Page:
Since 1947, there have been 21 outbreaks of botulism in Alaska, involving 46 people with 13 deaths (28% fatality). In the last six months of 1974, there were four outbreaks. With one exception to date, type E toxin was involved in all outbreaks for which laboratory confirmation has been obtained, and in all instances, Eskimo and Indian foods were the source. Clinical signs and symptoms of nausea and vomiting, dysphagia, diplopia, dilated pupils, and dry throat occurred with great frequency, forming a diagnostic pentad. We recommend that treatment include close medical supervision, supportive care, and the use of antitoxin, cathartics, and possibly, penicillin. The source of an outbreak must be determined to prevent further cases. Only prompt recognition, therapy and epidemiologic investigation can reduce the death toll from botulism.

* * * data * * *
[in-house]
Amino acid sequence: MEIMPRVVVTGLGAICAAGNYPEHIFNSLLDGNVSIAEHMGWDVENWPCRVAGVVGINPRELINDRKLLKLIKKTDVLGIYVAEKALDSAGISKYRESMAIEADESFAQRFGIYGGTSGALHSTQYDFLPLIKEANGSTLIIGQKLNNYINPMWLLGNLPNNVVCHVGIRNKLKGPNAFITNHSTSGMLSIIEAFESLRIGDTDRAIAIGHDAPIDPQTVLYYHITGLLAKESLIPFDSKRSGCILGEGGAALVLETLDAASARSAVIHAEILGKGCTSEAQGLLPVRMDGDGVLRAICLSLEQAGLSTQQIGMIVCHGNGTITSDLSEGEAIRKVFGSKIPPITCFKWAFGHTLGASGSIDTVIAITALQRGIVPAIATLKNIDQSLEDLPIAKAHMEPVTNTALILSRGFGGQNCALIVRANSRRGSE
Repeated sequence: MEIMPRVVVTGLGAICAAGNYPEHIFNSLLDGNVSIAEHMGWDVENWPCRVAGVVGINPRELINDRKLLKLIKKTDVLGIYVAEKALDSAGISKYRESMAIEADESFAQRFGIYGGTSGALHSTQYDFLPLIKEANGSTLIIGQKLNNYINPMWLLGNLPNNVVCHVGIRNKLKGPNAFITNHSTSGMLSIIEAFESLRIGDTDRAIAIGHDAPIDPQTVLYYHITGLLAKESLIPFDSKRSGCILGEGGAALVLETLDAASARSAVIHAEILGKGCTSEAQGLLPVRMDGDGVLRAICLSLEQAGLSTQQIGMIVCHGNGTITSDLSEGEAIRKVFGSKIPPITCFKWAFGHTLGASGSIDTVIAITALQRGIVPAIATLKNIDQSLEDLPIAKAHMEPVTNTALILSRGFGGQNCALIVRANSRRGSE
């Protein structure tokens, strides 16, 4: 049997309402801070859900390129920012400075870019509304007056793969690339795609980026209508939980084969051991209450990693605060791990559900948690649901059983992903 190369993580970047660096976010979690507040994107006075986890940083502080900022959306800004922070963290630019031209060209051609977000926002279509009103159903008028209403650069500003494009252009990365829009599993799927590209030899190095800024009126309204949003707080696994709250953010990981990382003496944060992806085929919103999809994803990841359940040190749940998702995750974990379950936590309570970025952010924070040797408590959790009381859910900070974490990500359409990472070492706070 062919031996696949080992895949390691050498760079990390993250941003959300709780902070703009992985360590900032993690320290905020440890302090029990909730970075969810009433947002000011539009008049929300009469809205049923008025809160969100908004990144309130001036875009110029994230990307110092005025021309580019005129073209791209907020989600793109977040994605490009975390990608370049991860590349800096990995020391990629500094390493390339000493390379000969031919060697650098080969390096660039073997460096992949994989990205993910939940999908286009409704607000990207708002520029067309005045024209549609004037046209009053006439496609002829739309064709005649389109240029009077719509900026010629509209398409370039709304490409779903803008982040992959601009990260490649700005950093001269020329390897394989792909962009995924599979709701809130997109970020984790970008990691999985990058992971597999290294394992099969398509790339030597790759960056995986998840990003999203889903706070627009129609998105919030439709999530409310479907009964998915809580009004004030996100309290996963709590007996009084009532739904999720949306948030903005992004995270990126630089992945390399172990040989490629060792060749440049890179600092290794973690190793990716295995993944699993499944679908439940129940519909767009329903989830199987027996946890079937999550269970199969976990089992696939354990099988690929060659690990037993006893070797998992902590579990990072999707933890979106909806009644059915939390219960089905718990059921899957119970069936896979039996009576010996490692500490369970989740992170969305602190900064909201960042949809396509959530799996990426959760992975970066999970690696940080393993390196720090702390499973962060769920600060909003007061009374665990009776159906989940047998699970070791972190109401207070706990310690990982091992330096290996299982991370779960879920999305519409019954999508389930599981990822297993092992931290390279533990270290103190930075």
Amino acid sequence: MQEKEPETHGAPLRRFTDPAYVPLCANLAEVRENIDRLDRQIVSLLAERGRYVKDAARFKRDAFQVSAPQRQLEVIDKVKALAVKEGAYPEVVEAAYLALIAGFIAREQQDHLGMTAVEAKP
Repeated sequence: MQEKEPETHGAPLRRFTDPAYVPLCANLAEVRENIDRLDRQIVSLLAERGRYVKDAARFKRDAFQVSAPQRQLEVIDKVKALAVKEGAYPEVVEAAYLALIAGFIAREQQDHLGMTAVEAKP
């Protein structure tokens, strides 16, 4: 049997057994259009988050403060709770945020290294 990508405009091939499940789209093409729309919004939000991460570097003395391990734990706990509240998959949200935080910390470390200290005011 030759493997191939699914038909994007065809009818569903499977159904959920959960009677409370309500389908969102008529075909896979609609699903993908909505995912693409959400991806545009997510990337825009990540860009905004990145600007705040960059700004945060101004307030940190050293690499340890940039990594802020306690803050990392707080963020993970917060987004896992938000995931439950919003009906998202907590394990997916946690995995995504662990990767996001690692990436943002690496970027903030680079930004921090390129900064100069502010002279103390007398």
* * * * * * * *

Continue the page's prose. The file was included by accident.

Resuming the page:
From: Fortuine, Robert et al. 1993. The Health of the Inuit of North America: A Bibliography from the Earliest Times through 1990. University of Alaska Anchorage. Citation number 1839.